Tuesday, January 29, 2013

ROUND UP--Les Miserables

Periodically, the Academy nominates a musical to stand among the best motion picture nominees.  And sometimes they even win.  The last musical to win Best Picture was Chicago, in 2002.

This year's musical nominee is Les Miserables.

We had seen Les Mis (as it is more easily referred to) twice before on stage, including seeing it on Broadway.  As a stage musical, it is an enjoyable performance with a dramatic historical backdrop, a tale of revenge and redemption, an interwoven love story, a touch of comic relief, and a fair bathing of pathos.  All that plus some quite stirring songs that you can actually hum days after seeing the performance.

But transfer these ingredients to the screen--and what do you get?  Sadly, I think you get a piecework of dramatic vignettes that only just barely hang together.

Several elements work against this movie being a satisfying experience.  First, there is what seems to have been a conscious decision to present the movie as though it were a stage performance.  Of course, a stage is a limited space which imposes restrictions on actor and scene.  Movies are free from these restrictions and can frequently bring a different and vibrant element to making a story visual.  But repeatedly, the way scenes are presented in Les Mis gives you the impression of its being a stage performance.  The most obvious example of this was the decision to have all the singing performed live for the camera--that is, not dubbed in afterwards.  So the camera is constantly right in the face of the actors as they sing.  Sometimes it works well--as when Anne Hathaway sings "I Dreamed a Dream."  Sometimes it just seems forced as when Russell Crowe sings...well, just about anything.

Another example of the staginess is the way the movie goes from scene to scene.  Scenes follow each other with almost no transition--except an occasional "20 years later" or some such other explanatory note.  The effect is more confusing than anything else.   Even the context of the movie is somewhat mysterious.  It is set during times of revolution in France--QUICK--what revolution is this in France?

Did you say the French Revolution?  Well, duh.  It's France, it's revolution--hence the French Revolution.  But, no.  The uprising that dominates the latter part of the movie actually takes place in 1832, the so-called June Rebellion.  Victor Hugo immortalizes this rebellion in his novel Les Miserables.  But for his work, this rebellion would have been a footnote in history.  What the movie presents is even more confusing.

In fact, the way each of the plot elements is presented is confusing.  We have multiple story lines--the intertwined fates of Jean Valjean who serves time for the most minor of crimes and Jafvert who pursues Valjean because...well, it's not really clear why.  There is Fantine who works in Valjean's factory--oh, that's after he is out of prison and becomes a town mayor and captain of industry.  Fantine is fired and turns to prostitution to earn money to support her daughter Cosette who is being kept by the Thénardiers who...oh, never mind.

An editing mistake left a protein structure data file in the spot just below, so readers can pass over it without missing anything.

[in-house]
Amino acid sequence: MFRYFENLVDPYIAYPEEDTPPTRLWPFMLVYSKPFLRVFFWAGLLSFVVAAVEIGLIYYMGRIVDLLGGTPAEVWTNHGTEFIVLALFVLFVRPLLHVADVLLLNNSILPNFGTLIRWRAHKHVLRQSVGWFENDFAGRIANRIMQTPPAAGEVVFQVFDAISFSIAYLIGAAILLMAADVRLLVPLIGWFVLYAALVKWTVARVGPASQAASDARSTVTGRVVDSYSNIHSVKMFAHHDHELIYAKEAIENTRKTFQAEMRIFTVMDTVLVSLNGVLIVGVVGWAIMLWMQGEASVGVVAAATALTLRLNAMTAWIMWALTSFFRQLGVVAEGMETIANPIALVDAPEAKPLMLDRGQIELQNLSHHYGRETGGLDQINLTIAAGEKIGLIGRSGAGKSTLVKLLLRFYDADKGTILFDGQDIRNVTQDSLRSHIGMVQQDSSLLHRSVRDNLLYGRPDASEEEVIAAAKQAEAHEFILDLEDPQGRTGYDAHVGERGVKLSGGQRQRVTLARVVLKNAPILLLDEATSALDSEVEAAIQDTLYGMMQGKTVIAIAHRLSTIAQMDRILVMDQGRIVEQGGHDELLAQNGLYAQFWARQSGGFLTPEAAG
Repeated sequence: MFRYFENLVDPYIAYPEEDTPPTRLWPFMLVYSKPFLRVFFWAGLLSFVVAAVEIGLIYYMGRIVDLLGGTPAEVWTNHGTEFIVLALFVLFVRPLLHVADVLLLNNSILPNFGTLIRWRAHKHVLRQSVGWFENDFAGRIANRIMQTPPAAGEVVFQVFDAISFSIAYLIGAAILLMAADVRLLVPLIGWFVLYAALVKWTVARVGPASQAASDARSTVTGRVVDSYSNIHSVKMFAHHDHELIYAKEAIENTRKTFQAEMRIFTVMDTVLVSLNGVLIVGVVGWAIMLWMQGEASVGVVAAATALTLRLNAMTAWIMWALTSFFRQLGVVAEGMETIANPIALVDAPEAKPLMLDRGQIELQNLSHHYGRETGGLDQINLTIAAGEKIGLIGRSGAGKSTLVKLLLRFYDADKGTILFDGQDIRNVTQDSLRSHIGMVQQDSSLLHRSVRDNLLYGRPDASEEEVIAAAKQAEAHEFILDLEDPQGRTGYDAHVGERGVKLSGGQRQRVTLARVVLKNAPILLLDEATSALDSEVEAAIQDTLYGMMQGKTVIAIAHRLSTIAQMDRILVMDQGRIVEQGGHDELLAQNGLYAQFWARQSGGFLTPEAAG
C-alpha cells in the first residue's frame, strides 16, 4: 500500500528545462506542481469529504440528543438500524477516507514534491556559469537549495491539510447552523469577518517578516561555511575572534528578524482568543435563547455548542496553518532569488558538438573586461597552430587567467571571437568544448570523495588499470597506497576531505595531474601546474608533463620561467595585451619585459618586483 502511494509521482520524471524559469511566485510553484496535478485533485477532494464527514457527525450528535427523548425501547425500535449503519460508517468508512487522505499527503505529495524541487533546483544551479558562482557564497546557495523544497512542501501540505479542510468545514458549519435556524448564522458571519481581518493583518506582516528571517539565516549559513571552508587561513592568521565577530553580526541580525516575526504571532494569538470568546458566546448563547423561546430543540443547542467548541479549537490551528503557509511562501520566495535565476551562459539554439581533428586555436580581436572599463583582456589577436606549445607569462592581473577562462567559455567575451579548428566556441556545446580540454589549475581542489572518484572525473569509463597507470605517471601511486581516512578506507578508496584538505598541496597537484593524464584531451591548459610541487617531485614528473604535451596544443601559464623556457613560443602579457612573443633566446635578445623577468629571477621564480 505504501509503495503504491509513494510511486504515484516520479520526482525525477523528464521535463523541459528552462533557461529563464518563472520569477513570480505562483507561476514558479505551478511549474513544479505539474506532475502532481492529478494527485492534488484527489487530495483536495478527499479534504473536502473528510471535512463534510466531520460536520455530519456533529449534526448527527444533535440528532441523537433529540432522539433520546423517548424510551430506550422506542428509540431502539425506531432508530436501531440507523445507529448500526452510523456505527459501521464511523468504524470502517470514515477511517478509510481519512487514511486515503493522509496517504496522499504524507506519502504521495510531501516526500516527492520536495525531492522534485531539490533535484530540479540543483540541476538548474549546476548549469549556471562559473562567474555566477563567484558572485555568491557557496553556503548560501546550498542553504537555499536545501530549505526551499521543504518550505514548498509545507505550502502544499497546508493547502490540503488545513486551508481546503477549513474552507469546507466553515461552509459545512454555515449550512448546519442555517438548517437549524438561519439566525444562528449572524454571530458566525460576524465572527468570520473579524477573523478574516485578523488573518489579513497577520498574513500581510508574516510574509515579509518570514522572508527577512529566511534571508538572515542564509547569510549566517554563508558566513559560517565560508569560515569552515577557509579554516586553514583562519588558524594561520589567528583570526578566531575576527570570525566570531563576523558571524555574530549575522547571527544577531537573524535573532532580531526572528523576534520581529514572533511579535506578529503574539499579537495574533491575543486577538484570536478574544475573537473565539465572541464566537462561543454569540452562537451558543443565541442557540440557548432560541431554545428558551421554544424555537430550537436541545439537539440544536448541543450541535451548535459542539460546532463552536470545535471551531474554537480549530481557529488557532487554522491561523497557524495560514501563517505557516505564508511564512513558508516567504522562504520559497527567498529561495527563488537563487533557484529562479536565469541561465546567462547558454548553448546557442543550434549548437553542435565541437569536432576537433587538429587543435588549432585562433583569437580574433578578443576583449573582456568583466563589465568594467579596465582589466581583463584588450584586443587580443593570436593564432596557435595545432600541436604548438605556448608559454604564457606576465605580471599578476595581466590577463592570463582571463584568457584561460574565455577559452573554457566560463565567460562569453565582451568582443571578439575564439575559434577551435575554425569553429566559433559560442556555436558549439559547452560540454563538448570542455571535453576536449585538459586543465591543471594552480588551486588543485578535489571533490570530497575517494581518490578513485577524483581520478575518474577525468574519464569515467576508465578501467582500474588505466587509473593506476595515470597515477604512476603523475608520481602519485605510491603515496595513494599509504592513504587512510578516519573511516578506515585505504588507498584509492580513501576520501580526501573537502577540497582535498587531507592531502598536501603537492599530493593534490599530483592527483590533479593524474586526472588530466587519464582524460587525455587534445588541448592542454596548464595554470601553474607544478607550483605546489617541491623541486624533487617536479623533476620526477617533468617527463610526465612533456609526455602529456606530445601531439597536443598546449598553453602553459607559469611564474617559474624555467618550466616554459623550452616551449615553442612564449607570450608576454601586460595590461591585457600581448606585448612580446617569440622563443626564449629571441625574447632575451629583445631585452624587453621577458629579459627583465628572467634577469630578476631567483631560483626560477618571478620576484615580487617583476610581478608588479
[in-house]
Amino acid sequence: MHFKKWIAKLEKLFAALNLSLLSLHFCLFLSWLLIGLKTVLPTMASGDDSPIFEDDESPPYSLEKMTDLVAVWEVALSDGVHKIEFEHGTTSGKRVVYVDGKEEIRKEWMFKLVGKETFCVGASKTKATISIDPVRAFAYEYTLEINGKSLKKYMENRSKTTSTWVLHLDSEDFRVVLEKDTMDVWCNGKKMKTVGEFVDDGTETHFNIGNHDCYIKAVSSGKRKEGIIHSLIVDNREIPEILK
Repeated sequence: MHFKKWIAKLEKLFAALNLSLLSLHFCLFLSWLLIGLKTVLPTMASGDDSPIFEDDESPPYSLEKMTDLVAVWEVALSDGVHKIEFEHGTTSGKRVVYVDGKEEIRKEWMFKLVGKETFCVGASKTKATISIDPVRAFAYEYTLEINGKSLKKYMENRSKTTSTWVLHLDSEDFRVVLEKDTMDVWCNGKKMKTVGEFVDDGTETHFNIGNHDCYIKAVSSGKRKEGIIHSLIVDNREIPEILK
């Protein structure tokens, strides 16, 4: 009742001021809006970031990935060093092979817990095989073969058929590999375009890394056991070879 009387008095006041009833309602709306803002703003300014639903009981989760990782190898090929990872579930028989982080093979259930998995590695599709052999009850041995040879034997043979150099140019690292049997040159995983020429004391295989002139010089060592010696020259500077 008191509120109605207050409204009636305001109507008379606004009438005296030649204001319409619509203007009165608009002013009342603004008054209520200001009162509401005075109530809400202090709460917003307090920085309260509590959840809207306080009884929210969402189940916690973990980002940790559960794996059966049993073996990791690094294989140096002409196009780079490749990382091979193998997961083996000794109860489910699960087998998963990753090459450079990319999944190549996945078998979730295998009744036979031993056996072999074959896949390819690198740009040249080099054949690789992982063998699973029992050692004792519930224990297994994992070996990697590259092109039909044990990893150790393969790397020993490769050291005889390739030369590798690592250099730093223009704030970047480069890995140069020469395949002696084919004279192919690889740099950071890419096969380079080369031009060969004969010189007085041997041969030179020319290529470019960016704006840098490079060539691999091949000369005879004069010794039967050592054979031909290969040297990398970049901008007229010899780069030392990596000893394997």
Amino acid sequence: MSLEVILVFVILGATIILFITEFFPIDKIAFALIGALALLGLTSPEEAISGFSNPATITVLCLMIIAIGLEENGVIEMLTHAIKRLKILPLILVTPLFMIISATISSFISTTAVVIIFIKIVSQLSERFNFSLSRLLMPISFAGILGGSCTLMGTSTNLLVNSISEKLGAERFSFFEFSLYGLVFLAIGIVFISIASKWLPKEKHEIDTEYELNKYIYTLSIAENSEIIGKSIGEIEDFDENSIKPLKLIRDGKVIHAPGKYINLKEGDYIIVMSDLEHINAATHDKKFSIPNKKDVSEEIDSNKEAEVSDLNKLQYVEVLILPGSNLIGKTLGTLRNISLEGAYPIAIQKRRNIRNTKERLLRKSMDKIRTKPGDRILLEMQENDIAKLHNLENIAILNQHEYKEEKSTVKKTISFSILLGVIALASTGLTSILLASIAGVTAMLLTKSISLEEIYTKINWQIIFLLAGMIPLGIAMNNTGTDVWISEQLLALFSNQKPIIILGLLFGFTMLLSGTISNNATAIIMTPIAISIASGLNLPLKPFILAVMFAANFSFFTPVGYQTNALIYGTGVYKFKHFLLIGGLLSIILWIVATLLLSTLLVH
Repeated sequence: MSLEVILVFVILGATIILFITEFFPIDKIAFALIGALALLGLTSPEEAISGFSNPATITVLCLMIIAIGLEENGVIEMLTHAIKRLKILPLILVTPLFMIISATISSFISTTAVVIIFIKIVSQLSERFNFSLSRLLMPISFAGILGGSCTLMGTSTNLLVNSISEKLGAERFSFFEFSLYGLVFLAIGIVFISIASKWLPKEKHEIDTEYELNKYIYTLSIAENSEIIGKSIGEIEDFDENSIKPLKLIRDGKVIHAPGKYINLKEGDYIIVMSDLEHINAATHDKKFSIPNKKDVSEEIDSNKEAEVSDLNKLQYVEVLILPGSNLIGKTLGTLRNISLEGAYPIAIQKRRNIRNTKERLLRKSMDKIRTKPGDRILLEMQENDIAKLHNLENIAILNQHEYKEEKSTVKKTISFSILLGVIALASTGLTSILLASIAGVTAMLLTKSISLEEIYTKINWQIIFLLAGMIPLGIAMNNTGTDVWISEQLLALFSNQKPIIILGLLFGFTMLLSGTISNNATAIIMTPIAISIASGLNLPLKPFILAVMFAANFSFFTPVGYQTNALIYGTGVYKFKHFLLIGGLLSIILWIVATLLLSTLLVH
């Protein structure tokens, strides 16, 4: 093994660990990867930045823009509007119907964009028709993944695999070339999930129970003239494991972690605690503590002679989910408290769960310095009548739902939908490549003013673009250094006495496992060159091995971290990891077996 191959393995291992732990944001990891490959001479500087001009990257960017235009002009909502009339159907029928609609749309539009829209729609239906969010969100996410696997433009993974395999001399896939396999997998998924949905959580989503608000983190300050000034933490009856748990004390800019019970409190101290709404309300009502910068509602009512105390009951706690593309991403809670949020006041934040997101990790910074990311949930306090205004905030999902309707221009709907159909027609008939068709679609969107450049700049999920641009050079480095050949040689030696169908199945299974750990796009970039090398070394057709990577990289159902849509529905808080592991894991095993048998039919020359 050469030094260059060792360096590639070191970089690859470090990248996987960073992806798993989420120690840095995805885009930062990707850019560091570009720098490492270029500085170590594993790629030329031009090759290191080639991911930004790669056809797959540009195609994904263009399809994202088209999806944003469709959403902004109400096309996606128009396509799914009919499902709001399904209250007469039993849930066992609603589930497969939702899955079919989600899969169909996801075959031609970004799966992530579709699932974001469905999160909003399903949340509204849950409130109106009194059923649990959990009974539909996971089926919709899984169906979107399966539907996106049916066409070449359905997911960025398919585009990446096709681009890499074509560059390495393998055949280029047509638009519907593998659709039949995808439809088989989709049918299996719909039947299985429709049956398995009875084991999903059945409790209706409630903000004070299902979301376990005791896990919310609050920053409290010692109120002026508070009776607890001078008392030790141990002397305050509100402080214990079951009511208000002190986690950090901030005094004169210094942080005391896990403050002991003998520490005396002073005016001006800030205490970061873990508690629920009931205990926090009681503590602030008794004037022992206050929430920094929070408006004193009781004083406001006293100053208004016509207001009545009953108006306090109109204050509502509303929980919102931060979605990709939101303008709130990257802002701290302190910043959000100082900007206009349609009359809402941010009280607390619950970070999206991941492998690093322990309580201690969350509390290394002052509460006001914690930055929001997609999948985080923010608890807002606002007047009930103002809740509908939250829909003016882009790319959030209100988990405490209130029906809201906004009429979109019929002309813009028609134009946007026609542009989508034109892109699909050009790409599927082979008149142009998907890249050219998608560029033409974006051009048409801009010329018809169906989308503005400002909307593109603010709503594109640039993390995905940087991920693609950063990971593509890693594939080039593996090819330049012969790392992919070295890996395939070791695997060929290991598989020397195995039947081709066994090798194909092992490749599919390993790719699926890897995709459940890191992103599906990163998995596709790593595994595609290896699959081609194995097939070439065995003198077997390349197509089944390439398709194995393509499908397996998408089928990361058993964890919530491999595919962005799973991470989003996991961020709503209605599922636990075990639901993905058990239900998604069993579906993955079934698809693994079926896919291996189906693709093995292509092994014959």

I haven't even gotten to Valjean's decision to take in Cosette and raise her as his own daughter, or to the students' rebellion which introduces us to Marius who is loved by Éponine (the Thénardiers' daughter), only Marius loves Cosette...

All of these elements are in the stage version too, but somehow they hang together more convincingly in the stage version.  Here in the movie version, we are presented with scene after scene quilt-like fashion, only the binding stitches are missing.

Another disappointment for me was how some of the characters were portrayed.  The exceptions are Hugh Jackman who is amazing in the role of Jean Valjean, and Anne Hathway who is a revelation as Fantine.  Two big disappointments were Russell Crowe as Jafvert--which he plays with a flat slightly baffled vengeance.  His demeanor seems to be rather like a dog that knows he hates cats, but doesn't quite know why--but, oh look--there's that cat, gotta chase it.  And there's Sacha Baron Cohen and Helena Bonham Carter cast as the Thénardiers.  In the stage version, these characters are benignly comic.  In the movie they are manically rapacious and grasping.  The inn scene with them filching practically everything from customers at the inn is--frankly--off putting and disgusting.

I make it sound as though the whole movie experience was a waste.  Well, for the most part the singing is good, at times even stirring--and isn't that what you want in a musical?


Ruth said...

I looked forward to this movie and was disappointed for many of the reasons you mention. I have seen the stage version and knew the story well but my companion was
quite confused by the jumping scenes. Anne Hathaway performed well but I did not care for the extreme closeups of her.

Anvilcloud said...

I am rather confused. I had thought the story what about an ornery cuss named Leslie. Now, I don't know.

NCmountainwoman said...

I rarely like musicals made into movies. For some reason it is perfectly acceptable for people on stage to burst into song. It usually doesn't work in film. And the better the play, the less likely I will like the movie. Man of LaMancha, Cabaret, for example.